Singapore Banking Monthly - Interest rates continue to climb

13 Jan 2023
  • December’s 3M-SORA was up by 39bps MoM to 3.08%. 4Q22 3M-SORA was up 252bps YoY.
  • Singapore domestic loans grew 0.67% YoY in November, below our estimates, while Hong Kong’s domestic loans declined 3.02% YoY in November. CASA balance dipped slightly to 20.7%.
  • Maintain OVERWEIGHT. We remain positive on banks. Bank dividend yields are attractive at 5% with upside surprise due to excess capital ratios. We expect bank NIMs to rise another 34bps in 4Q22. SGX is another major beneficiary of higher interest rates [SGX SP, BUY, TP S$11.71].


3M-SOR and 3M-SIBOR continued to climb in December

Interest rates continued to increase in December. The 3M-SORA was up 39bps MoM to 3.08%, while the 3M-SIBOR was up 23bps MoM to 4.24%. The SORA MoM increase was 2bps lower than the previous month, but still the third highest on record, while the SIBOR MoM increase was 15bps lower than the previous month’s increase of 38bps. The 4Q22 3M-SORA average of 2.68% was 125bps higher than its 3Q22 average of 1.43% and improved by 252bps YoY. The 4Q22 3M-SIBOR average of 3.96% was 149bps higher than its 3Q22 average of 2.47% and improved by 352bps YoY (Figure 1).



Recovery of treasury income to boost SGX’s earnings

Treasury income dipped in FY21 and FY22 due to the low interest rate environment. However, we expect a rebound in treasury income in FY23e by at least 8%. Based on historical data, we can see that SGX’s treasury income is lagging behind the Fed Fund Rates (Figure 2). As a majority of SGX’s collateral balances (FY22: S$13.9bn) are placed in Fixed Deposits (FDs) with the tenure spread out, certain deposits are yet to matured and the interest rates have not been refreshed. Nonetheless, moving into FY23 we should expect the treasury income to recover to pre-pandemic levels as they get placed into higher interest FDs. For context, in FY20, SGX earned a yield of 98 basis points on collateral balances of S$13.7bn resulting in treasury income of S$135mn when the Fed fund rate peaked at 2.50%. Treasury income in FY22 was S$49mn, an average yield on collateral of only 36 basis points.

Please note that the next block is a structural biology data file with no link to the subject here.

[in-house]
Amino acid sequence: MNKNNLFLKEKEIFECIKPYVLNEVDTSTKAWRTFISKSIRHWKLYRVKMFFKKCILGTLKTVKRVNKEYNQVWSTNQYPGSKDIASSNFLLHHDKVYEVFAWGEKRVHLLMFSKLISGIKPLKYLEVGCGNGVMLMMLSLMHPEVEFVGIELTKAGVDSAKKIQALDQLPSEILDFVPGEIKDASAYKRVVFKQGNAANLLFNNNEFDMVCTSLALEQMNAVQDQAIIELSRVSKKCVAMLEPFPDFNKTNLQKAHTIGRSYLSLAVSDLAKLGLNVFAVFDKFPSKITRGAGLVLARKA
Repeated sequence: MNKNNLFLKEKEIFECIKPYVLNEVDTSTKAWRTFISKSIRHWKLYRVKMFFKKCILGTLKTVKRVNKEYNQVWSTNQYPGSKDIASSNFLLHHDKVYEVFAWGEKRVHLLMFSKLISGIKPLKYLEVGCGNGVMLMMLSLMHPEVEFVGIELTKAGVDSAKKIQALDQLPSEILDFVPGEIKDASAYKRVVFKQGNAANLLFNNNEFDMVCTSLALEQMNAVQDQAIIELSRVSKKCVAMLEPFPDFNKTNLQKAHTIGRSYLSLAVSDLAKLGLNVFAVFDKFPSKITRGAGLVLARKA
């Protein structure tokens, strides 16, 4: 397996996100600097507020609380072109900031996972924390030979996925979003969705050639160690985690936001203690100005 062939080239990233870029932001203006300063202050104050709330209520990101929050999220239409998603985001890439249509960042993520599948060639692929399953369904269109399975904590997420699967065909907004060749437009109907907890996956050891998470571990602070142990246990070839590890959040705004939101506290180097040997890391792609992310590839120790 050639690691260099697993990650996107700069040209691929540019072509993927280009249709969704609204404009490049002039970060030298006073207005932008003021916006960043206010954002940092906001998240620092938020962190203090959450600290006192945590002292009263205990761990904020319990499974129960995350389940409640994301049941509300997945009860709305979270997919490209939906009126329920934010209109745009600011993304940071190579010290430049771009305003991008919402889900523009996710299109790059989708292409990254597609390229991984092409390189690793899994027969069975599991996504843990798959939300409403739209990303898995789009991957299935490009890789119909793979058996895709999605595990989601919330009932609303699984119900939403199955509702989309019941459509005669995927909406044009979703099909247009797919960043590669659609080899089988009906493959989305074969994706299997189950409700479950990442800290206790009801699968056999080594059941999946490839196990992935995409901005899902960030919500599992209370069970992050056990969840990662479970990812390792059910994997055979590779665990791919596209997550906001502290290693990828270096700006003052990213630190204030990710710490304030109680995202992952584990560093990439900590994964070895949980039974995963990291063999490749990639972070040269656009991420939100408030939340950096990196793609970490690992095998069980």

Singapore loans growth slowing down

Overall loans to Singapore residents – which captured lending in all currencies to residents in Singapore – rose by 0.67% YoY in November to S$816bn. This was below our estimate of mid-single digit growth for 2022 as the rise in interest rates started to be more fully felt by consumers.

Business loans grew by 0.43% YoY in November, as business loans dipped by 1.49% for the month. Loans to the building and construction segment, the single largest business segment, grew 2.64% YoY to S$171.4bn, while loans to the manufacturing segment grew 3.41% YoY in November to S$26.2bn.

Consumer loans were up 1.04% YoY in November to S$313.3bn, aided by strong loan demand in the housing segment. Housing loans, which make up ~70% of consumer lending, grew 3.97% YoY in November to S$222bn for the month.

Total deposits and balances – which captured deposits in all currencies to non-bank customers – grew by 6.36% YoY in November to S$1,719bn. The Current Account and Savings Account (CASA) proportion dipped slightly to 20.7% (Oct22: 21.1%) of total deposits, or S$356bn, as there was a move towards FDs due to the high interest rate environment.


Hong Kong loans growth dipped in November

Hong Kong’s domestic loans growth declined 3.02% YoY and 0.35% MoM in November. The YoY decline in loans growth for November was higher than the decline of 2.70% in October, while the MoM loans growth decline of 0.35% was 87bps lower than October’s loans growth decline of 1.22%.


About the author

Glenn Thum
Research Analyst

Glenn covers the Banking and Finance sector. He has had 3 years of experience as a Credit Analyst in a Bank, where he prepared credit proposals by conducting consistent critical analysis on the business, market, country and financial information. Glenn graduated with a Bachelor of Business Management from the University of Queensland with a double major in International Business and Human Resources.

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